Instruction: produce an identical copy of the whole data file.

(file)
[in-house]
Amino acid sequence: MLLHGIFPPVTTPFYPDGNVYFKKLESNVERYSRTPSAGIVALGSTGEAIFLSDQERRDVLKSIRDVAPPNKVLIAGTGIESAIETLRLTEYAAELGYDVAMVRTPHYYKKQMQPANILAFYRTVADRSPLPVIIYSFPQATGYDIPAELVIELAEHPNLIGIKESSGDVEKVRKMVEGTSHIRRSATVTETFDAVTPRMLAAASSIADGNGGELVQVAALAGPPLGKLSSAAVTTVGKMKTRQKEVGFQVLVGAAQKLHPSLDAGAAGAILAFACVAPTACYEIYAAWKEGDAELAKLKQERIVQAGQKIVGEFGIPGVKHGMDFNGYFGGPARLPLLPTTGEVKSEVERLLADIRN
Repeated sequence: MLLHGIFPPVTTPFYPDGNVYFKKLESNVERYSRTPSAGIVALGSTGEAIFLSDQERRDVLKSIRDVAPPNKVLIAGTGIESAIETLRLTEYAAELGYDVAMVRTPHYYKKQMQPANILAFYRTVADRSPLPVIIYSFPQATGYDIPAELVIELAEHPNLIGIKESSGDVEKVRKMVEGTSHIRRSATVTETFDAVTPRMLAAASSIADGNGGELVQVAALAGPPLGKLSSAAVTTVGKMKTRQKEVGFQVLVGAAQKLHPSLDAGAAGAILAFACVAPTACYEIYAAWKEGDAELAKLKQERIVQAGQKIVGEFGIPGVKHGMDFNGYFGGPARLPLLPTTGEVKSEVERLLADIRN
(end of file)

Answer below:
[in-house]
Amino acid sequence: MLLHGIFPPVTTPFYPDGNVYFKKLESNVERYSRTPSAGIVALGSTGEAIFLSDQERRDVLKSIRDVAPPNKVLIAGTGIESAIETLRLTEYAAELGYDVAMVRTPHYYKKQMQPANILAFYRTVADRSPLPVIIYSFPQATGYDIPAELVIELAEHPNLIGIKESSGDVEKVRKMVEGTSHIRRSATVTETFDAVTPRMLAAASSIADGNGGELVQVAALAGPPLGKLSSAAVTTVGKMKTRQKEVGFQVLVGAAQKLHPSLDAGAAGAILAFACVAPTACYEIYAAWKEGDAELAKLKQERIVQAGQKIVGEFGIPGVKHGMDFNGYFGGPARLPLLPTTGEVKSEVERLLADIRN
Repeated sequence: MLLHGIFPPVTTPFYPDGNVYFKKLESNVERYSRTPSAGIVALGSTGEAIFLSDQERRDVLKSIRDVAPPNKVLIAGTGIESAIETLRLTEYAAELGYDVAMVRTPHYYKKQMQPANILAFYRTVADRSPLPVIIYSFPQATGYDIPAELVIELAEHPNLIGIKESSGDVEKVRKMVEGTSHIRRSATVTETFDAVTPRMLAAASSIADGNGGELVQVAALAGPPLGKLSSAAVTTVGKMKTRQKEVGFQVLVGAAQKLHPSLDAGAAGAILAFACVAPTACYEIYAAWKEGDAELAKLKQERIVQAGQKIVGEFGIPGVKHGMDFNGYFGGPARLPLLPTTGEVKSEVERLLADIRN